Philanthropist, corporate heir and LGBT activist Jon Stryker never blinked after listing his combo penthouse at 50 Central Park West in October for $48 million, and we admire his pluck. (He bought what were then two adjacent apartments in 2002 for a thrifty $12.8 million, which was at the time an Upper West Side record; that this fact now appears rather quaint indicates just how quickly and to just what extent Manhattan real estate has lost contact with what most of us tend to think of as “reality.”) Ultimately, Mr. Stryker was not to get the full asking price, but his favorite charities need not fret. The Kzolp Realty Trust, with one Lawrence E. Fabian as trustee, has just pulled the trigger on the apartment for $42 million, according to city records. John Burger, of Brown Harris Stevens, had the listing.
Mr. Fabian, an apparently low-profile lawyer specializing in real estate and intellectual property, seems like something of an unusual pick for such a huge transaction. But we do not doubt that the buyers’ judgement, and their taste, is sound. One would hardly need a discerning eye, though, to appreciate their new apartment’s charms. The combination, carried out by Shelton, Mindel & Associates, has been judged “ingenious” and “masterfully done” by the American Institute of Architects, and featured in Architectural Digest. There are 5,600 square feet of interior space, and another 3,526 outdoors. Dark wood, white panels, coffered ceilings and finely-crafted millwork lend the co-op a striking combination of textures and tones, while soaring ceilings contribute both stateliness and drama. There are floor to ceiling windows, a trio of comfortable bedroom suites, a second-floor “atelier,” and views of park and skyline. Bathrooms and kitchen look just like you expect them to— who needs surprises in those categories, anyway?—and the double penthouse boasts “a tower rooftop terrace,” which sounds quite regal indeed. And handy, too, in case barbarian hordes happen to overrun the 1907 Beaux-Arts Prasada building.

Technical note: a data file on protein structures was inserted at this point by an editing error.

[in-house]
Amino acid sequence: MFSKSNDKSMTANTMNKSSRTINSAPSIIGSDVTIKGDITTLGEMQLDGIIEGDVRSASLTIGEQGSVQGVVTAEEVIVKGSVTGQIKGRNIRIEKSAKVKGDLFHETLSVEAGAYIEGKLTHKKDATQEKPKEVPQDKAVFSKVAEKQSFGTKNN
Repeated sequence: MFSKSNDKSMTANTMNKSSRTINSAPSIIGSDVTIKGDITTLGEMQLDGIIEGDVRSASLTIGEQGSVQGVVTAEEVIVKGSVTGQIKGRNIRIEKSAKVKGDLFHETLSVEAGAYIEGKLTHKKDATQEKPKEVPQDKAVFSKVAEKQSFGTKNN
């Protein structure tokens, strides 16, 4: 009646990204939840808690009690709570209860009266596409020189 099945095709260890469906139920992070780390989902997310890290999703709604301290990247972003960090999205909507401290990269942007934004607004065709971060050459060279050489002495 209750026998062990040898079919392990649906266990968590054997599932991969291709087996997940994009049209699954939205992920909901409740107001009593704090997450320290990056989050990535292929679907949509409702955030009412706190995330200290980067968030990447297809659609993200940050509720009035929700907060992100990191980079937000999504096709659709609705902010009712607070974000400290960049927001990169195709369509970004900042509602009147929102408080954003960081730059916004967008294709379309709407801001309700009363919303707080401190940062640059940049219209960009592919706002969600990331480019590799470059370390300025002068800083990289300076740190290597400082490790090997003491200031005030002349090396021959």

The grandson of Homer Hartman Stryker, the founder of the medical supply firm Stryker Corporation, Mr. Stryker is himself a trained architect and the president of the Arcus Foundation, which supports Great Ape conservation, as well as various social justice endeavors. The critically-threatened Myanmar sub-nosed monkey (Rhinopithecus strykeri) is named for him. He is, in other words, an ideal co-op applicant. For the time being, the buyers’ resume remains mysterious, but we have a hard time believing it lives up to Mr. Stryker’s. After all: C’mon, who doesn’t love a monkey?